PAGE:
Michael Jackson giant soda can portrait sold to Ripley’s
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The huge Michael Jackson portrait that Sunland artist Seaton Brown created from 1,680 empty soda cans, calling it “A Tribute to the King of Pop,” has reached its logical destination.
Brown tells Culture Monster that he recently sold the 144-square-foot work (pictured above with the artist) to Ripley Entertainment, which operates a chain of 31 Ripley’s Believe It or Not! museums in 10 countries, including the one in Hollywood.
Brown says the work fetched a not-quite-kingly $7,500 -- enough, however, to cover the $1,000 he spent on raw materials (including about $600 worth of soda pop that he poured down the drain) and earn him a decent wage for the five solid weeks he spent creating it about a year and a half ago.
Edward Meyer, in charge of exhibits and archives for Ripley, which is based in Orlando, said Tuesday that plans call for installing ‘A Tribute to the King of Pop’ in the Hollywood museum in November; after a five-year stay, it would move to another Ripley’s Believe It or Not! venue. ‘A piece of this size becomes a significant gallery centerpiece for us, wherever it gets displayed,’ Meyer said by email. The tribute in tin fits the museum chain’s aim of collecting Michael Jackson artifacts that fall into the ‘odd, unusual, and unbelievable’ niche Ripley commands, Meyer said. ‘We love things made from things the average person throws away.’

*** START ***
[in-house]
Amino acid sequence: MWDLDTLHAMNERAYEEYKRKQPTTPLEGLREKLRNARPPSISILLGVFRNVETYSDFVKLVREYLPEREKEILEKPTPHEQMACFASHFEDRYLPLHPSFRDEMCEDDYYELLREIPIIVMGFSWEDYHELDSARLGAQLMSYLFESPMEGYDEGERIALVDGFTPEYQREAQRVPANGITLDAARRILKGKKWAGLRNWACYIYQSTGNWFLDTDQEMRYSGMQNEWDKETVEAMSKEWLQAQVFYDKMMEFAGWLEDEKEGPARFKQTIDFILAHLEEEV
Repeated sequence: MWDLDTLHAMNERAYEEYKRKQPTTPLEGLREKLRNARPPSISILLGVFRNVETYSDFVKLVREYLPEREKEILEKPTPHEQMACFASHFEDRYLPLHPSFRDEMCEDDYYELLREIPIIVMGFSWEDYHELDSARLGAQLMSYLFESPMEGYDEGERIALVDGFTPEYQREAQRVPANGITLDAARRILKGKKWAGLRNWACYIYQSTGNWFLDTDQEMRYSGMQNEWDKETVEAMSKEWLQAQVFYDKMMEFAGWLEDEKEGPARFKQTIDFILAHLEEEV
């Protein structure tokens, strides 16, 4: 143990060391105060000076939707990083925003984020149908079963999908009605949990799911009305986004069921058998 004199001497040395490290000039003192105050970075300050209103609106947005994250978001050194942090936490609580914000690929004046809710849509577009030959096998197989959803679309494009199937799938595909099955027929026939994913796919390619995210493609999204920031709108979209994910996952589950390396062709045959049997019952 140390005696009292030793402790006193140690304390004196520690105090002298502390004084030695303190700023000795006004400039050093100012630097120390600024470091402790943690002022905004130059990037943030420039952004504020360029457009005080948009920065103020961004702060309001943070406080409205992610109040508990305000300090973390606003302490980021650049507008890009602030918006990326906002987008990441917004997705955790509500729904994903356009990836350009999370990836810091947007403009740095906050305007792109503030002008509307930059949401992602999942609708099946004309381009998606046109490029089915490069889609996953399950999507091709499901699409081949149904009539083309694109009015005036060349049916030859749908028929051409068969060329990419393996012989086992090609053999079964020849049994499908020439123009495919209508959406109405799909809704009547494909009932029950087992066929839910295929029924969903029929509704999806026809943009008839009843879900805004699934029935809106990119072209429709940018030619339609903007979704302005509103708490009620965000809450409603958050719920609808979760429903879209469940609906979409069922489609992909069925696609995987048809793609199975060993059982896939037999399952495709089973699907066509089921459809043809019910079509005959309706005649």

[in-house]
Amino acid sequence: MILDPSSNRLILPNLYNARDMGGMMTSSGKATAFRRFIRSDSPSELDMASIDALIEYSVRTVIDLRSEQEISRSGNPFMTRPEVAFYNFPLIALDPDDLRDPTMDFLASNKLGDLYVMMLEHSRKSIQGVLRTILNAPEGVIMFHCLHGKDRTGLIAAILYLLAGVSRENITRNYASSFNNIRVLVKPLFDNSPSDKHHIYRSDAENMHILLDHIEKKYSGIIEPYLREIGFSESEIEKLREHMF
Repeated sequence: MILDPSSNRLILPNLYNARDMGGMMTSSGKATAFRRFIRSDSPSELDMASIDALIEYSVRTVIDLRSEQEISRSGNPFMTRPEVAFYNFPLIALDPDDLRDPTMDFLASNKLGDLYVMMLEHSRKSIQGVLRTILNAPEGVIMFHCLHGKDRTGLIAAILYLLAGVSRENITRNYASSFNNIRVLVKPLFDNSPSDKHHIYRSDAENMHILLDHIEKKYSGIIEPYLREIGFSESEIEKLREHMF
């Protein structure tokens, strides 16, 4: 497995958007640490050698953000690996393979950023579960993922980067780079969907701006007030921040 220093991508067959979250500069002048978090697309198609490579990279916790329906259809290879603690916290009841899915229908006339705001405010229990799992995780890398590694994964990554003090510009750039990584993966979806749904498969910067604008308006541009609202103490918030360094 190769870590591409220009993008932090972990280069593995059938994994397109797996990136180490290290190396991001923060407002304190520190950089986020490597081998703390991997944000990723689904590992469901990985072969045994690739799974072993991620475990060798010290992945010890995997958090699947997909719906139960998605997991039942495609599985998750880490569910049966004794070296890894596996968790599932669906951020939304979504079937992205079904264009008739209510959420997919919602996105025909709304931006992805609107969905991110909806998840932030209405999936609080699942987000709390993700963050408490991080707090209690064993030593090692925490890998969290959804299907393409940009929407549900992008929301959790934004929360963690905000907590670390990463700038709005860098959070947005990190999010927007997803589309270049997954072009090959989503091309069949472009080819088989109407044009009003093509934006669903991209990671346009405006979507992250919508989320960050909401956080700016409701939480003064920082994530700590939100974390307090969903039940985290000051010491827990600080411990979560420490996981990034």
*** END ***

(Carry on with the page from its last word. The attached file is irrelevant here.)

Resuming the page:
Brown, meanwhile, continues to aim for that artistic sweet spot. He’s opening a show Saturday at the Sherman McNulty Gallery in West Hollywood, and the centerpiece is “Eye Candy,” a 6-by-6-foot portrait of Pamela Anderson made from more than 1,000 candy wrappers and some of the treats they contained (especially Tootsie Rolls), with a few crushed soda cans in the mix. It’s pictured here in not-yet-finished form.
Brown, who came to L.A. from Minnesota about 10 years ago and earns his living primarily as a commercial artist, reports that although he’s ‘not a candy eater,’ and threw out 90% of the sweets, ‘I had moments of weakness, I have to admit.’
Also in the show is a self-portrait Brown made from 3,000 to 5,000 assorted puzzle pieces as an homage to Chuck Close, whose pointillistic self-portraits inspired “A Tribute to the King of Pop.” Brown also is showing traditional oil paintings –- still lifes and a plein-air canvas that the artist says he painted a few months ago on Santa Monica Beach while sleet was falling, capturing one of nature’s Believe It or Not! moments.
-- Mike Boehm